By the 100-day mark of Israel’s offensive in Gaza, Abu Ahmad Al-Gharabli and his 13 family members had been displaced four times before settling in Rafah, at the besieged enclave’s southern end.
Forced to sell cigarettes on the street to get by, the 56-year-old blacksmith is angry. At his inability to provide food and shelter for his family. At the scant humanitarian aid he’s received.
And, most of all, at Hamas.
“Before they launched Oct. 7, they should have secured food, drink and money so that we wouldn’t suffer like this,” Al-Gharabli said of the militant group’s assault on Israel that triggered the war.
“It seems Hamas didn’t consider the consequences,” added Al-Gharabli’s wife, Umm Ahmad, who, like most people interviewed for this story, gave only her nickname for safety reasons. “They believe they planned for everything, but when it came to us, they didn’t. The poverty, the displacement — all this Hamas didn’t think about.”
More than three months into the most devastating assault Gaza has ever experienced, many residents — 85% of whom are displaced and almost all of whom are at risk of starvation — are growing exasperated with Hamas amid a war that has left no one in the enclave unaffected.
Civilian deaths in Gaza have fueled global outrage. But many Israelis, still raw from Hamas’ Oct. 7 attack, have scant interest in the war’s toll on Palestinians.
Although the majority of the 2.3-million population hold Israel principally responsible for their suffering, and Hamas retains the support of a significant portion of society, many Gazans feel caught between fealty to the resistance against Israeli occupation of Palestinian lands and a war strategy by their militant rulers that seemed to overlook them.
“Any organization or state that plans for a military attack should have a feasibility study, if you will,” said Abu Tawfiq, 35, speaking with the clear diction of the voiceover artist he was before the war. “We’ve started to ask, ‘You go on a military adventure — did you fortify the home front? Did you prepare the simplest means of life for citizens in Gaza?’”
On Oct. 7 — when Hamas commandos killed at least 1,200 people and kidnapped about 240 others, Israeli authorities say — most Gazans celebrated, Abu Tawfiq said, seeing it as a moment of fighting back against Israel and its long siege of the coastal strip.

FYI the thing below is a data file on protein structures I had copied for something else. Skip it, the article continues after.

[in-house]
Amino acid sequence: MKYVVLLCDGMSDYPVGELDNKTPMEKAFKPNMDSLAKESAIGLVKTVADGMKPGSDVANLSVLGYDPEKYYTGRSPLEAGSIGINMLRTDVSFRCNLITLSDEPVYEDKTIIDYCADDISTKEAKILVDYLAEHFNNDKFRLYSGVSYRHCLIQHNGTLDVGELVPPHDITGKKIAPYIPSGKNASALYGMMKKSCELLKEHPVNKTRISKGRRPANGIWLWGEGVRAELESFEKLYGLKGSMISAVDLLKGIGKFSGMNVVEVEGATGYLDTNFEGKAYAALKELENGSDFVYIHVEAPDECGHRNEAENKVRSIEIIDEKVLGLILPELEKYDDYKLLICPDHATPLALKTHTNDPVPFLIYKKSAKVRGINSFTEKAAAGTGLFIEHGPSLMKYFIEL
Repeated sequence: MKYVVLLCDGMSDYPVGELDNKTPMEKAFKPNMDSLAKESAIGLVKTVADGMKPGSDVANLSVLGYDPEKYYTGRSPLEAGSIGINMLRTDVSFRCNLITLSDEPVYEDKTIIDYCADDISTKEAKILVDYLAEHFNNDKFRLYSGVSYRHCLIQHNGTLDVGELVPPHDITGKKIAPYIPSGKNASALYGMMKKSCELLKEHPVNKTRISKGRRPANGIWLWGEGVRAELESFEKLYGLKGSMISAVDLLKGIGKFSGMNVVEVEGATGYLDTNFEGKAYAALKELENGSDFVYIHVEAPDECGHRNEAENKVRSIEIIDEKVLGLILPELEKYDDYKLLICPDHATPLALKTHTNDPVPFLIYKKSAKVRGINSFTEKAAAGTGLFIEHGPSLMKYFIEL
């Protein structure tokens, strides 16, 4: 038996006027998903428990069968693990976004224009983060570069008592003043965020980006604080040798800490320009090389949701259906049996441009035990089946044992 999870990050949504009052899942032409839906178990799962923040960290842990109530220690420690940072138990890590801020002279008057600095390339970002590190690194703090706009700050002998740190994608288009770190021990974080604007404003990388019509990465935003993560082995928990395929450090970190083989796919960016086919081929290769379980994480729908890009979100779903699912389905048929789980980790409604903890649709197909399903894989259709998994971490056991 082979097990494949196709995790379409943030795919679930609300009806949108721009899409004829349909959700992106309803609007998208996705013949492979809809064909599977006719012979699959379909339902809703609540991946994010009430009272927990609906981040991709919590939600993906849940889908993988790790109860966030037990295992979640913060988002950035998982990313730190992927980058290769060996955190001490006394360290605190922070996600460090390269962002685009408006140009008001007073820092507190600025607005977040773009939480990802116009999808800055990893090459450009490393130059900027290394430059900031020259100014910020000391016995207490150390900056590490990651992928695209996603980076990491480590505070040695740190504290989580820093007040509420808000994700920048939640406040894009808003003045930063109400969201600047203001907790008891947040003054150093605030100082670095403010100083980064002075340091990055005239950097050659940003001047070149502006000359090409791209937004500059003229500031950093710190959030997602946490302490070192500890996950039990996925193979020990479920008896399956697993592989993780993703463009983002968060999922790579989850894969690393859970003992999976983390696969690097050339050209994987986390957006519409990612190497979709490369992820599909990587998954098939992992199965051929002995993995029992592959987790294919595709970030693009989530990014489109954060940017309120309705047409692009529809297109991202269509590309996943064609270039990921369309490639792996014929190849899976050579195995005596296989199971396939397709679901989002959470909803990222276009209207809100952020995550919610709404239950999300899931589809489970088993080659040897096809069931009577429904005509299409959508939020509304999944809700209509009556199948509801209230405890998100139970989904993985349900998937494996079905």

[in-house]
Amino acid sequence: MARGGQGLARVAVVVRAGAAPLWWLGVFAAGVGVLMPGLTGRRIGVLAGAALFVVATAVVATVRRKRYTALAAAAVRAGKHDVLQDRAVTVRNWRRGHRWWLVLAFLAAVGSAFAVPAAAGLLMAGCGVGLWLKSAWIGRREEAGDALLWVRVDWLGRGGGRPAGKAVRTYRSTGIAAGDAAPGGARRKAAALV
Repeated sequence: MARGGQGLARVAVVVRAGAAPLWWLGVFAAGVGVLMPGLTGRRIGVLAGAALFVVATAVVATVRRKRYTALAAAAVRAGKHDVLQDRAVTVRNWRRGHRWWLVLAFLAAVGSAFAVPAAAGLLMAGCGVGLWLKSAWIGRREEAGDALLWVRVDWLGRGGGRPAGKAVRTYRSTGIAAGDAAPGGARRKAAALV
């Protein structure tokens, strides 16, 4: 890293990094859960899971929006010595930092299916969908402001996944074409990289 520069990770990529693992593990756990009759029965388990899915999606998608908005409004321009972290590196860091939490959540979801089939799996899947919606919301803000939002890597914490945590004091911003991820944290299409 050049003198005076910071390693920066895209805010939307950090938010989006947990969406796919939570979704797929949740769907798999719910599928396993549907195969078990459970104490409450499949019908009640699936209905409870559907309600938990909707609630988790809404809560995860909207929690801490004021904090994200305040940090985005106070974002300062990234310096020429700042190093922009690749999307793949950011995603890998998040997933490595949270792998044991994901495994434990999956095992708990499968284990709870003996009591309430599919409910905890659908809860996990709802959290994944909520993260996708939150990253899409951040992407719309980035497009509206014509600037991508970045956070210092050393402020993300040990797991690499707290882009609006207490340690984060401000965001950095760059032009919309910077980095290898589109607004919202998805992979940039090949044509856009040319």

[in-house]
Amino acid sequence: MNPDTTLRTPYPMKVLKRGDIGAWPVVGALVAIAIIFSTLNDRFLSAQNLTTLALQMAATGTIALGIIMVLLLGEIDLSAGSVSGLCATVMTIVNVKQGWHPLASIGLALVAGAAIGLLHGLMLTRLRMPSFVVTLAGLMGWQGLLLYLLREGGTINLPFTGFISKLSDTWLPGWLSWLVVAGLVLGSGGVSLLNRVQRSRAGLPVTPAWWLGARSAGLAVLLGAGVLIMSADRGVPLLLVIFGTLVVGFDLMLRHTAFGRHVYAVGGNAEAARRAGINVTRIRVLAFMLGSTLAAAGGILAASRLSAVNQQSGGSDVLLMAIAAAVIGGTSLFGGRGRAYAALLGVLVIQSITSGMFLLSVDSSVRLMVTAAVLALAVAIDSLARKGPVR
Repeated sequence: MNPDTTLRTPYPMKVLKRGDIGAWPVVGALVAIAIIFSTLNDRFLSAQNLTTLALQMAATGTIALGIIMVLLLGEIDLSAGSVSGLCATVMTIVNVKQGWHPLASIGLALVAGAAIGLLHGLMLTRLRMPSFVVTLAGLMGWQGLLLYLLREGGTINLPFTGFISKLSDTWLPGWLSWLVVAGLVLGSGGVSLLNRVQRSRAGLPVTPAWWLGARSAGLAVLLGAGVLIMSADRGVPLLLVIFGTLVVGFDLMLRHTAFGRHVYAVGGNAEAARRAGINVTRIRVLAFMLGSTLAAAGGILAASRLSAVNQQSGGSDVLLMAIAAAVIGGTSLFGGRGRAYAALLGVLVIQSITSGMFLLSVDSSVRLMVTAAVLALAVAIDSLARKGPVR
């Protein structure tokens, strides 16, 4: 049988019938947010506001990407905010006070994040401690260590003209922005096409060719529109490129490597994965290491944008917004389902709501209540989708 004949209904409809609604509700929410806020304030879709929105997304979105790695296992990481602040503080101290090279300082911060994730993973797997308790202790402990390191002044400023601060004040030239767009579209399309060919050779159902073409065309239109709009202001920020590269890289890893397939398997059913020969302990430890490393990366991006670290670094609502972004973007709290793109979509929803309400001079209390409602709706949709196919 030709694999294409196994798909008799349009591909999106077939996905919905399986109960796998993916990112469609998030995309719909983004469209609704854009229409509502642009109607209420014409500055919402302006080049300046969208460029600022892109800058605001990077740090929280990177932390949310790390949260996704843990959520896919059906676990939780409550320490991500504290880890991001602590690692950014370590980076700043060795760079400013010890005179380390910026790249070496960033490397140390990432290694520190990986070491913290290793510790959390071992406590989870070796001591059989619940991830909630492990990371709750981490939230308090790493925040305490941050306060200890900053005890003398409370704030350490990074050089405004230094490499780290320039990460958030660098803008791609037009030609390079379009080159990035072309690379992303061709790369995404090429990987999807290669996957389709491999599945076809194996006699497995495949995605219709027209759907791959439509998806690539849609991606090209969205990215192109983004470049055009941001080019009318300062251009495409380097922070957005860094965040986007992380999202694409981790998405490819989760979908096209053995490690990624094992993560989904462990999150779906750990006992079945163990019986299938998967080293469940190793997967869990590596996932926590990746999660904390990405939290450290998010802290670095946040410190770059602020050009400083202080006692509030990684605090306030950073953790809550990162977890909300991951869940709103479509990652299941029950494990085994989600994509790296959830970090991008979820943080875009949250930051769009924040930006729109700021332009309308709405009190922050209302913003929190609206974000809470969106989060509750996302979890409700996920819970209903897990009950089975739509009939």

But since then, “it’s been a nightmare from which we can’t wake up,” Abu Tawfiq said. “We’re angry. And Hamas neglecting citizens is compounding that anger.”
Examples of that neglect abound, he said. With Israel restricting the number of aid trucks going into the Gaza Strip, price gouging was to be expected, which is why, in past confrontations with Israel, Hamas officials or police would be out in marketplaces penalizing offending merchants. This time, with Israeli drones and armor a constant threat, Hamas authorities barely have a presence in the streets — and an ineffectual one at that.
Sugar, at almost $3 a pound, costs seven times more than it did before the war; onions, 13 times; canned goods, six times. Diapers for Al-Gharabli’s two grandsons surged to a staggering $38 a pack — and he has to walk two miles to find them.
The war in Gaza has shattered the territory’s fragile mental health services — at a time when people need them most.
“There’s no supervision. You just don’t get a sense there’s a government,” said Abu Amir Tafesh, 42, who was searching for bottled water for his family.
Problems also riddle the distribution of what few supplies make it into Gaza, some say. During other wars, aid organizations linked to Hamas or Islamic Jihad, another militant group, would give out packages or cash not just to members but also supporters. That’s not happening this time.
“Even if you’re sitting inside the mosque, you get nothing,” Abu Tawfiq said.
The sense of abandonment by Hamas is exacerbated, many say, by the fact that the only gain from the Oct. 7 operation has accrued to the occupied West Bank, where hundreds of imprisoned Palestinians were freed from Israeli prisons in November during a weeklong truce in Gaza.
Some ultra-Orthodox Jews are seeking secular Israeli jobs and lifestyles, but they face growing resentment over religious school subsidies and other benefits.
“All the martyrs, the houses destroyed, the fear ... we’re paying the price,” Tafesh said.
He’s happy that the Palestinian detainees were released. But with more than 26,000 people reported killed by the Israeli bombardment, entire families wiped out and much of the enclave destroyed, Gaza as he knew it is gone.